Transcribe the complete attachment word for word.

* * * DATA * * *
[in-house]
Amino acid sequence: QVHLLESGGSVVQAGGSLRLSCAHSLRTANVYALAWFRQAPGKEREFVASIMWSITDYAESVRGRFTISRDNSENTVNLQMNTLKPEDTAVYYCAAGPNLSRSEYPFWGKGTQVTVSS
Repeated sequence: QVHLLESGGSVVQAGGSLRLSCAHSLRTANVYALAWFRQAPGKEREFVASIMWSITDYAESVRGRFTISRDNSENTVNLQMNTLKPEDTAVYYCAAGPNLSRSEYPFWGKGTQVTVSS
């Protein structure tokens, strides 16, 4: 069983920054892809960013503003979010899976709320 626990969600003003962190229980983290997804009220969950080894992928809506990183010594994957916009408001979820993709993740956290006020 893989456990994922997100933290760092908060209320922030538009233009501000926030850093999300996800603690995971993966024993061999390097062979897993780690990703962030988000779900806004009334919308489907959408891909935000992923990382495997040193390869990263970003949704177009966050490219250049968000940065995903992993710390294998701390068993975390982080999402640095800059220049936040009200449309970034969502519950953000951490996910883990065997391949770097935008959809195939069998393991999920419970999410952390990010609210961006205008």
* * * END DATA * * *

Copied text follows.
[in-house]
Amino acid sequence: QVHLLESGGSVVQAGGSLRLSCAHSLRTANVYALAWFRQAPGKEREFVASIMWSITDYAESVRGRFTISRDNSENTVNLQMNTLKPEDTAVYYCAAGPNLSRSEYPFWGKGTQVTVSS
Repeated sequence: QVHLLESGGSVVQAGGSLRLSCAHSLRTANVYALAWFRQAPGKEREFVASIMWSITDYAESVRGRFTISRDNSENTVNLQMNTLKPEDTAVYYCAAGPNLSRSEYPFWGKGTQVTVSS
């Protein structure tokens, strides 16, 4: 069983920054892809960013503003979010899976709320 626990969600003003962190229980983290997804009220969950080894992928809506990183010594994957916009408001979820993709993740956290006020 893989456990994922997100933290760092908060209320922030538009233009501000926030850093999300996800603690995971993966024993061999390097062979897993780690990703962030988000779900806004009334919308489907959408891909935000992923990382495997040193390869990263970003949704177009966050490219250049968000940065995903992993710390294998701390068993975390982080999402640095800059220049936040009200449309970034969502519950953000951490996910883990065997391949770097935008959809195939069998393991999920419970999410952390990010609210961006205008």